One advantage of hydronic heating is the ability to easily from separate zones for heating; different rooms of a building can have their own pipe section. Earlier designs would use T junctions to both separate various room sections and their piping, and to later reintroduce the water back into the system for reheating.
The introduction of new hydronic controls and condensing boilers into hydronic heating meant that other aspects of the system’s design had to be altered. It has become normal to introduce primary and secondary heating piping loop that work independently of each other. Closely spaces T’s parallel and series piping allowing boilers to maintain required, consistent flow rates.
Heated water is piped through a loop that runs under the floor, heating the room before it is returned to the boiler to be reheated. The return of the pipe loop should be close to the supply, again no more than 4 pipe diameters away. If the return water flow is less than the supply there will be some hot supply water mixed in with the cooler return water. Ideally the return and supply should have the same flow, as this will prevent any mixing of the outgoing and returning water. If the return has greater pressure it will cause some of the cooler return water to be mixed with the supply.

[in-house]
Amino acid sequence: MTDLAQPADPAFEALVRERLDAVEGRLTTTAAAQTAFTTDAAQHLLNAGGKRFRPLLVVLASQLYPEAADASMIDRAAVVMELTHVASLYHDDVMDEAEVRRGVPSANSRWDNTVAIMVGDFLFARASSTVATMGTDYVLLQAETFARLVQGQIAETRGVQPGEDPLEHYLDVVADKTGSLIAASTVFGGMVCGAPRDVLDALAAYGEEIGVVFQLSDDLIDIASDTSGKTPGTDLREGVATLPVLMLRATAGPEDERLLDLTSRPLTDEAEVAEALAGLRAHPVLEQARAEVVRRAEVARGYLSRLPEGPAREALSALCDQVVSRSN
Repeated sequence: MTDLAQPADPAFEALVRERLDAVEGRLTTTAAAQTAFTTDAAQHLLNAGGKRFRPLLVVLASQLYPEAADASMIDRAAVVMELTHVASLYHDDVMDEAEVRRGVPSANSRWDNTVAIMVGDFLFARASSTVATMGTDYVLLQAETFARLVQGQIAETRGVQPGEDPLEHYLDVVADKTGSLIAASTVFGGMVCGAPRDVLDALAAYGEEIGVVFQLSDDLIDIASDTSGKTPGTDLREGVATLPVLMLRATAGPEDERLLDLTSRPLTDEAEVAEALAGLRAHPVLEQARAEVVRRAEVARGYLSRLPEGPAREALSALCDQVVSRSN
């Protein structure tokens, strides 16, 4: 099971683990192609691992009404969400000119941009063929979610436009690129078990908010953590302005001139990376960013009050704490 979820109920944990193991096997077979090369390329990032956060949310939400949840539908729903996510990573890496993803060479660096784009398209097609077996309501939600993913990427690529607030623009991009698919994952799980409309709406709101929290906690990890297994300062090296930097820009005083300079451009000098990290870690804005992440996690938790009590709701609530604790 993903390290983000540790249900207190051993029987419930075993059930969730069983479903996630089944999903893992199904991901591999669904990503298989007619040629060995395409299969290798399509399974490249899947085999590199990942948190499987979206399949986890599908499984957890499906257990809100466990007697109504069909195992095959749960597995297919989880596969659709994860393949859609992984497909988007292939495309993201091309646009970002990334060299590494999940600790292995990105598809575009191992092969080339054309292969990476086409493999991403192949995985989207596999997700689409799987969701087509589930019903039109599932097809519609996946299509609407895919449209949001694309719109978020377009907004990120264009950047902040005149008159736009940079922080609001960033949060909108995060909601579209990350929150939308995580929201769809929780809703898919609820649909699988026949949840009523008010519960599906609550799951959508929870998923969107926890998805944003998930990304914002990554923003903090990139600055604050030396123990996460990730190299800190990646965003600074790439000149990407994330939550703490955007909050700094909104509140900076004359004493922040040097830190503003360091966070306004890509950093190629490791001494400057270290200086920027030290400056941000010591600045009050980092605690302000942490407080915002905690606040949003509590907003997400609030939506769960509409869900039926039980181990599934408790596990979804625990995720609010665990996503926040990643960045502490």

Parallel and series pipes must take many things into considerations. If all rooms are to be heated equally there must not be lower temperature water from a return loop reintroduced later into the system. Constant flow must be maintained to prevent this scenario. Apart from the uneven heating of rooms a poorly designed system would have abrupt temperature changes occurring whenever a section was connected or disconnected from the water flow.
Ideally, a parallel and series hydronic design is set up so each rooms supply receives water of the same temperature. The return water should have the same flow, preventing any supply and return mixture, allowing the system to connect and disconnect independent sections without affecting other sections. It is more expensive to incorporate the hydronic controls and valves to achieve this arrangement, but the result is a better performing system.